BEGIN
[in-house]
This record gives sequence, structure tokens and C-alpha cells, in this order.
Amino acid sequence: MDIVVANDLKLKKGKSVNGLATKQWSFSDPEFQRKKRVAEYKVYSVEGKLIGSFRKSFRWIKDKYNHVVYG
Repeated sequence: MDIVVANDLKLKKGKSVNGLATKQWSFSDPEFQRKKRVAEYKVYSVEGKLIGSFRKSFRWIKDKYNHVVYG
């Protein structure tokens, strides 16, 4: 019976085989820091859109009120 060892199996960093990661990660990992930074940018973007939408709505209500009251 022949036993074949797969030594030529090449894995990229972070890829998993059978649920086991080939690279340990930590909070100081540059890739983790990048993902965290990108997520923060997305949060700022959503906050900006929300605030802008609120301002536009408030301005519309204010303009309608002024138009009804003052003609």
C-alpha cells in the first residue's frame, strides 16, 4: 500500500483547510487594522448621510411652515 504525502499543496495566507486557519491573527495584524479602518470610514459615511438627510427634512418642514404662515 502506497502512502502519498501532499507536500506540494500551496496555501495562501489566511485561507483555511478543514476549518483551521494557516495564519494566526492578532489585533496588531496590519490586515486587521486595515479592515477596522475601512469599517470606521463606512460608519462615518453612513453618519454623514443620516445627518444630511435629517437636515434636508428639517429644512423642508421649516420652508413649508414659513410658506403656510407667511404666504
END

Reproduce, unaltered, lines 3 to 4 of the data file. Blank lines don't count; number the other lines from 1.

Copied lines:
Amino acid sequence: MDIVVANDLKLKKGKSVNGLATKQWSFSDPEFQRKKRVAEYKVYSVEGKLIGSFRKSFRWIKDKYNHVVYG
Repeated sequence: MDIVVANDLKLKKGKSVNGLATKQWSFSDPEFQRKKRVAEYKVYSVEGKLIGSFRKSFRWIKDKYNHVVYG